In an unsophisticated renderer, disembodied and misleading labels can occur with all these tagging approaches too, though some renderers’ translucent waterbodies do exacerbate the waterway problem. At least the technology for efficiently mitigating that problem (layering and masks) is well-known, if not ubiquitous (#6).


I think it’s because water bodies and waterways have a far greater range of shapes and widths than roads. Perhaps if highways the width of Lake Michigan existed we’d be discussing them as well! Hmm, how many thousands of lanes would that be? :open_mouth:

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Imagine if people thought of how the ground is shaped underwater, and the lakes at some point reducing water level revealing a more near-to-river flow of the water current :stuck_out_tongue:

A river channel exists in most reservoirs and may be available via topographic maps, but the glacial lakes that some have focused on in this thread don’t have such channels.


But roads and walkways don’t have nice big lakes to connect them together. Waterways can also easily be padded with a companion area (riverbank), while a road can not (or rather… should not). So a road has to compensate for for having only centerlines by actually linking them with virtual ways.

While this is indeed mapping for the router, one must also consider that without such links, OSM would be completely useless for routing and lose a majority of its usefulness. I don’t see, however, that OSM needs to use centerlines in lakes to do water-routing (it would be wrong anyway unless the virtual rivers follow seamarks).

Oh, footpaths can have nice large pedestrian areas or nice large squares connecting them.

Well, it certainly doesn’t always make sense to paddle a small canoe in the middle of a very large lake.
Nor does it always make sense to always paddle along the shore on a heavily indented lake.


Indeed, but I think we can all agree that the upper limit on pedestrian area size doesn’t even begin to approach the upper limit of lake size. Unless there are some pedestrian areas the size of Austria that I’m unaware of :grinning:.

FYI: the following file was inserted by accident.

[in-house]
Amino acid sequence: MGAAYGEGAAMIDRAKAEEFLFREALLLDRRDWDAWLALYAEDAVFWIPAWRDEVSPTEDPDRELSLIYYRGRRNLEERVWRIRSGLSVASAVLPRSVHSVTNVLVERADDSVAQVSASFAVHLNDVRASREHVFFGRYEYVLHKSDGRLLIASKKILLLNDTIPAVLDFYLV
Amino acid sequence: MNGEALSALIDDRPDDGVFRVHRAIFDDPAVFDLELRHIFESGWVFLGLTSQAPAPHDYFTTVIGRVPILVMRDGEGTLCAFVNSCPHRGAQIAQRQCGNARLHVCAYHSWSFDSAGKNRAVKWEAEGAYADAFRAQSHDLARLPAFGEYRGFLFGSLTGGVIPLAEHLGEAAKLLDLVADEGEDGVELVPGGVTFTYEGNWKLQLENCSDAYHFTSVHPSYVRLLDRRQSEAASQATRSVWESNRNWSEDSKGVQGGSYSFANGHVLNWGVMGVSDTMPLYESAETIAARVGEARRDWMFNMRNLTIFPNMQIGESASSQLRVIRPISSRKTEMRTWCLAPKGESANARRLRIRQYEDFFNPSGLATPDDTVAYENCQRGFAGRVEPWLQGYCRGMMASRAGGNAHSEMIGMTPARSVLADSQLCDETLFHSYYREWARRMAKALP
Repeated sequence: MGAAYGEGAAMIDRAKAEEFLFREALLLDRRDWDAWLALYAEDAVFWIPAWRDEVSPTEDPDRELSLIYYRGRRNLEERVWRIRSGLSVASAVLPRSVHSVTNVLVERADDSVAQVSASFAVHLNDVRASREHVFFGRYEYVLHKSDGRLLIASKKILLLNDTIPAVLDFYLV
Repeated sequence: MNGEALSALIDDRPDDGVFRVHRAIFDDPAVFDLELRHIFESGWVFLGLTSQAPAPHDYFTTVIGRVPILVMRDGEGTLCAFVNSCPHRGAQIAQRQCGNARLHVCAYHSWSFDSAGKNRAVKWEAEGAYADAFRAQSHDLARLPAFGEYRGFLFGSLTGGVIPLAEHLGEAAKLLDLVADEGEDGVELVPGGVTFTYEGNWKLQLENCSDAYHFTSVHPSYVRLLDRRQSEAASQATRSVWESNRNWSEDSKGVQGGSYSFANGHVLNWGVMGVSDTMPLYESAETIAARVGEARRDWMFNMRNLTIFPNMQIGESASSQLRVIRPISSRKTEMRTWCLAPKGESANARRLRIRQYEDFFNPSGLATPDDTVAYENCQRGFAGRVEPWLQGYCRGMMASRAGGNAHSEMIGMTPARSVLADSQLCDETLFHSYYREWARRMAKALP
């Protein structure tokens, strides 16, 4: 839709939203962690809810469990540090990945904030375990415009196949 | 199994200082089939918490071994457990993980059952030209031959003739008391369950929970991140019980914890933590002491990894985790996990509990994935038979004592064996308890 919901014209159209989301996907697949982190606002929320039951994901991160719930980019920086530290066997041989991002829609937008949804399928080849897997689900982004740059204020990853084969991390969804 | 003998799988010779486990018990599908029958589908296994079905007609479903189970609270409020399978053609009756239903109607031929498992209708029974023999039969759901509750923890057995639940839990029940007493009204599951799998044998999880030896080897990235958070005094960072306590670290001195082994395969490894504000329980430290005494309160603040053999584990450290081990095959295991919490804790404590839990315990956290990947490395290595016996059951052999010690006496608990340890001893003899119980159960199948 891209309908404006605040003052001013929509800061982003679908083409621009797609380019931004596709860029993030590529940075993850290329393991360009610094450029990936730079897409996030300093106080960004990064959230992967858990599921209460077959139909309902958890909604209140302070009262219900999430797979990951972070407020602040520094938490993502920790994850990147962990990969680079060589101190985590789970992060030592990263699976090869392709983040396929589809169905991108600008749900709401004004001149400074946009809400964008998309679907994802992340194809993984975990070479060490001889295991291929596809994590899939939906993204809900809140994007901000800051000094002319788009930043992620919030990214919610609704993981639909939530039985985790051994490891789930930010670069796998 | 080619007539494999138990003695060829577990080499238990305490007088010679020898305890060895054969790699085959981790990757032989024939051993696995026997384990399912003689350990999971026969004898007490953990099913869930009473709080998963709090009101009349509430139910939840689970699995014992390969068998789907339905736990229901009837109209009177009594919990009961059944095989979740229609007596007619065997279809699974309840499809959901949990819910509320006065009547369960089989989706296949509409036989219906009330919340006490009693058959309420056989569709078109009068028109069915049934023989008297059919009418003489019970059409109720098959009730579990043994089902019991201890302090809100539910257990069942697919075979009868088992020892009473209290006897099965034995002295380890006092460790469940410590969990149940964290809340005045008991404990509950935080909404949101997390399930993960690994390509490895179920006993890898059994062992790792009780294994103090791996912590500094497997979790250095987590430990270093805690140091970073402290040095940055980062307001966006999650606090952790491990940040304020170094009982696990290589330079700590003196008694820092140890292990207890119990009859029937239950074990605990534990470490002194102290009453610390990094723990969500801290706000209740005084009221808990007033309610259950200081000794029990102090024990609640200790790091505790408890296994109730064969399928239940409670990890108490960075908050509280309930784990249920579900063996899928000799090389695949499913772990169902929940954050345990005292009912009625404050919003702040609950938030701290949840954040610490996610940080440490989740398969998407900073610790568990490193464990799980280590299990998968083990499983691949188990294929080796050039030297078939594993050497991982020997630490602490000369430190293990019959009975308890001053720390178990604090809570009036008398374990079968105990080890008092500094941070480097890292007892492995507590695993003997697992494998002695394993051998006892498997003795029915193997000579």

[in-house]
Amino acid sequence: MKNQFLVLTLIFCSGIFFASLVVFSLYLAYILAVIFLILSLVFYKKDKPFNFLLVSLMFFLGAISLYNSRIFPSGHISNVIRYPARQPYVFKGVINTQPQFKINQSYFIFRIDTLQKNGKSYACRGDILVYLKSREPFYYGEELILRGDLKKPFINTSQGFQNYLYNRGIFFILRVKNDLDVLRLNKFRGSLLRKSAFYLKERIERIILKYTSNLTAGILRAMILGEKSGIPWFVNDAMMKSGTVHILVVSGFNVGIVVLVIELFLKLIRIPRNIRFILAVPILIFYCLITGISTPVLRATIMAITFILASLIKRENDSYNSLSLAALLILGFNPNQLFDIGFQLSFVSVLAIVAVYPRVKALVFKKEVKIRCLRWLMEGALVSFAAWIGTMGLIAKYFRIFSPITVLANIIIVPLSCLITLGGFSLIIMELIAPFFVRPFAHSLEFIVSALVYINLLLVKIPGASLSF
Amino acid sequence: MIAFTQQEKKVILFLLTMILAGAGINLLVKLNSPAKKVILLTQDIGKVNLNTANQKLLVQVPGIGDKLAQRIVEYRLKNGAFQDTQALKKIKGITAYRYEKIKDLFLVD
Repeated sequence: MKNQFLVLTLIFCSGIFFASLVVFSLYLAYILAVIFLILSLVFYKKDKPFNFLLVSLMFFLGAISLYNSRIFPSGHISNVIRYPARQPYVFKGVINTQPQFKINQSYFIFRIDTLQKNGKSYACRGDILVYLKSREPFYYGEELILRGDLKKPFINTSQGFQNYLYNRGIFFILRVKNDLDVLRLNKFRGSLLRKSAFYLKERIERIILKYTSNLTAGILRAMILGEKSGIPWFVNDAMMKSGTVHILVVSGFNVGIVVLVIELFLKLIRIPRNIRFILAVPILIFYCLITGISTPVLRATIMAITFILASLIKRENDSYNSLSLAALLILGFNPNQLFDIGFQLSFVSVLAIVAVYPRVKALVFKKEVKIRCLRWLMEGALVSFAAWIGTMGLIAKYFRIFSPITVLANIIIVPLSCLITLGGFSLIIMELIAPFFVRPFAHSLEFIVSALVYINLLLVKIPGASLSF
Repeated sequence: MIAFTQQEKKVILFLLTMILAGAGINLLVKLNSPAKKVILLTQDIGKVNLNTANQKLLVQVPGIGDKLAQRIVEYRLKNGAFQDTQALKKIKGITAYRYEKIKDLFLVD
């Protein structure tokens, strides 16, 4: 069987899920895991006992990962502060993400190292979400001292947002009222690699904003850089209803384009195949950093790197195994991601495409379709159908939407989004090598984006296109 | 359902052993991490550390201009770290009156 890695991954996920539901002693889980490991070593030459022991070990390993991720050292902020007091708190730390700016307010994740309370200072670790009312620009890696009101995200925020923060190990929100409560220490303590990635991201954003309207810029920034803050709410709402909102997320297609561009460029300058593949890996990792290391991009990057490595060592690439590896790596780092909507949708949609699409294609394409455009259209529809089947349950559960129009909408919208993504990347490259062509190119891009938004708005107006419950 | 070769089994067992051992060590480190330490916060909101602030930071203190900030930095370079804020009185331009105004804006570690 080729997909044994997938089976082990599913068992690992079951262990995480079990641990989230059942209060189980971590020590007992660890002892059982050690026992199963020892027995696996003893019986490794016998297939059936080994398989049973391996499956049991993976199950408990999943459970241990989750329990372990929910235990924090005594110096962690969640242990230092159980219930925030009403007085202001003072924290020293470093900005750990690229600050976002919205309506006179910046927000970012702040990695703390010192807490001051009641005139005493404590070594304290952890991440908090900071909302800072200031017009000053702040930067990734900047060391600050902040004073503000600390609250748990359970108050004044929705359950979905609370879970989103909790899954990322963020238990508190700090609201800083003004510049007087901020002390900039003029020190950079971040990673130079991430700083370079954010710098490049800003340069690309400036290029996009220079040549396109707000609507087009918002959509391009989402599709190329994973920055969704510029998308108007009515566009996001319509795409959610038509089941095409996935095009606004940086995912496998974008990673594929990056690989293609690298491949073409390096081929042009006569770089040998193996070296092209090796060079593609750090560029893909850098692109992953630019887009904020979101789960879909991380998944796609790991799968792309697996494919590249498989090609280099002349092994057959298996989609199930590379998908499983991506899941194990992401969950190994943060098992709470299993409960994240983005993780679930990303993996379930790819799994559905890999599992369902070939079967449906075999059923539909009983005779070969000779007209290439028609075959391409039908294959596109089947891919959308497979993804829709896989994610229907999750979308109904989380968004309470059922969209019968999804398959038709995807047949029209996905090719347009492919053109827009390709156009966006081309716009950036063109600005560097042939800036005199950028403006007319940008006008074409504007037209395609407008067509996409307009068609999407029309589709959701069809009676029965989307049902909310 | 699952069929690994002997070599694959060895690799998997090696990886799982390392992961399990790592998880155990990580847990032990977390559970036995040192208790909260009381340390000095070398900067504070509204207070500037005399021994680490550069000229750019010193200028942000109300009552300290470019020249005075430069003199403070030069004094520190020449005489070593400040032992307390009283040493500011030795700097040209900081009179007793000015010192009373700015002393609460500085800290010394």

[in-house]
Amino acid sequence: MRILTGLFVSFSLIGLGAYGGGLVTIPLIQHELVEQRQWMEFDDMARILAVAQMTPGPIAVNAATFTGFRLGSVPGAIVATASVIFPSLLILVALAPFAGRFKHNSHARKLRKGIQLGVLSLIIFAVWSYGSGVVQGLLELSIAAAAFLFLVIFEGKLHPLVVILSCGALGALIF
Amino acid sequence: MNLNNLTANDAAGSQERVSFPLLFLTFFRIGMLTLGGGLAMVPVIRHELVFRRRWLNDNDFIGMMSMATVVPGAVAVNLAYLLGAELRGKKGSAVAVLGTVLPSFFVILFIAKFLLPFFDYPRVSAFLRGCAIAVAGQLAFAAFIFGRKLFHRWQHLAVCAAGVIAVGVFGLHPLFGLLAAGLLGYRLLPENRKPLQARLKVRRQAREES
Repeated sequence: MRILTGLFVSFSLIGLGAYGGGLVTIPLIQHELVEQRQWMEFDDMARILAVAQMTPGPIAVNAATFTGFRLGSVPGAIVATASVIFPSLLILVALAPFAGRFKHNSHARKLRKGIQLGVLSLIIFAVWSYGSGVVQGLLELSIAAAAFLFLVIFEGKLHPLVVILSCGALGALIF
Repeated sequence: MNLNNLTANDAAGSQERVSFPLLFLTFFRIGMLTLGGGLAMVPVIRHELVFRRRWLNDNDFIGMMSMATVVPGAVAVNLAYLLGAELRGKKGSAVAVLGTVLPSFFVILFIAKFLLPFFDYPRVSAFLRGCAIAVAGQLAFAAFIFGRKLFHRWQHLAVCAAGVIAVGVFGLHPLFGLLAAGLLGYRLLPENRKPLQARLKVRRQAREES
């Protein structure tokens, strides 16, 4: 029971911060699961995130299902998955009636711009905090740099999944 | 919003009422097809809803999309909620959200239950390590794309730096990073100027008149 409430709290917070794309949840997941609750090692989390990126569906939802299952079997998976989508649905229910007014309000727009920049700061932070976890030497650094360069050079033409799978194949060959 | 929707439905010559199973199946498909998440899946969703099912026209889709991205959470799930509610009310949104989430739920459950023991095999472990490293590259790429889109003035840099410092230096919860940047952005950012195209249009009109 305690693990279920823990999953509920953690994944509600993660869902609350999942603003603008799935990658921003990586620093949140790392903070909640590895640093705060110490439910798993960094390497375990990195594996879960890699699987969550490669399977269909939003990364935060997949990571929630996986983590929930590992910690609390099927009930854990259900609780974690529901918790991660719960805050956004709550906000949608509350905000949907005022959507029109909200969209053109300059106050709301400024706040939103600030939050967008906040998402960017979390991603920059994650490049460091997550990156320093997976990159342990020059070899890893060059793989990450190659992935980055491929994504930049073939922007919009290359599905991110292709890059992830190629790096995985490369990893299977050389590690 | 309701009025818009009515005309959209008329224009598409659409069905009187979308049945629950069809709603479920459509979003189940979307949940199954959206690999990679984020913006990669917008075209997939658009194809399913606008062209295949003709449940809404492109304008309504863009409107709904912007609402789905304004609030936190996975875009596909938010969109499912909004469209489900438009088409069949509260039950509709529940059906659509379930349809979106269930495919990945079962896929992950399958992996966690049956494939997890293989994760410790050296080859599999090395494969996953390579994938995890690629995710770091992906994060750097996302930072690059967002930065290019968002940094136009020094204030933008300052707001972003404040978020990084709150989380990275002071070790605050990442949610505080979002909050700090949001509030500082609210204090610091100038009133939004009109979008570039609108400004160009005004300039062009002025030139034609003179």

I brought up footway=link only to raise awareness that OSM does map some ways solely for connectivity; it’s a broader phenomenon than these waterways. But it’s already been demonstrated that artificial path waterways are useful for more than network analysis and connectivity: they can also serve as labeling hints to renderers. If we have a problem with rendering hints that have some basis in reality, however tenuous, then natural=valley is just as questionable, and place=* nodes as label members of boundary relations are not far behind.

They do have freedom to roam over there. :stuck_out_tongue:


Yes, but the roads dont, so how do you connect a “square” to a “road” if not with a link.

I said padded, not paddle :slight_smile: As in, enclose the centerline with a waterbody.

Routing should be done not on premade centerlines, or the edges, but on open space calculations for shortest way across the space between the access and egress points.

But size doesnt matter. The problem is moving between centerline mapping and area mapping.

That may sometimes be the case, but I don’t think anyone will be served by having river name lables at random places in huge lakes like Ladoga. Unlike rivers in lake Ladoga, I think a valley or ridge is more easily defended as it actually being there and the name label being relevant.

Yes this is the fundamental issue, but I think size does matter. Whether you think a stream should end at a river’s edge or center line, the difference is just 10m when the river is 20m wide. This is not such a great distance and I think most of us see no issue with it. I’d also hope nobody concerns themselves over the junction of two 1m wide streams where one center line must extend an extra 50cm to meet the other. However, when a river is 10km wide, a stream flowing into it must be extended 5km from the edge to join the center line. With a 100km wide lake, now we’re talking about 50km. Maybe the stream flowing into the lake is only 5km long (or 55km if you measure to the center of the lake!). Technically, the 50cm extra is the same issue as the 50km extra, but they feel pretty different to me. Probably because I can travel 50cm in a single step while it might take me several days to travel 50km!

If size doesn’t matter, waterway lines through 100km wide lakes would be no more or less correct than those through 1m wide stream areas. If size does factor in (as I contend) then we might find consensus on a guideline suggesting that waterway lines are reasonable through water areas up to a certain size, but beyond that are best avoided.

Fair enough. :+1:

At State of the Map 2019 the interesting talk “Is the OSM data model creaking?” described how the standard OSM appraoch can require some really weird mapping. Routing via large intersections was an example of where the OSM data doesn’t match how people would describe it.

Maybe this (“waterways through waterbodies”) is another example of how our data model is creek-ing?


Pretty sure that creek nor creak are ‘endorsed’ as waterway=* values ;P)

A new proposed tag, waterway=link, has been suggested for creating topological connections in the waterway network over the surface of a body of water.

The author discourages its use for connecting rivers and streams within a body of water, but I see no reason why it can’t be used in that way.

I must add that there are rivers which actually flow through water bodies for example the Colorado River flows through Lake Powell and in this case the tagging scheme remains the same (we use waterway=river throughout the lake).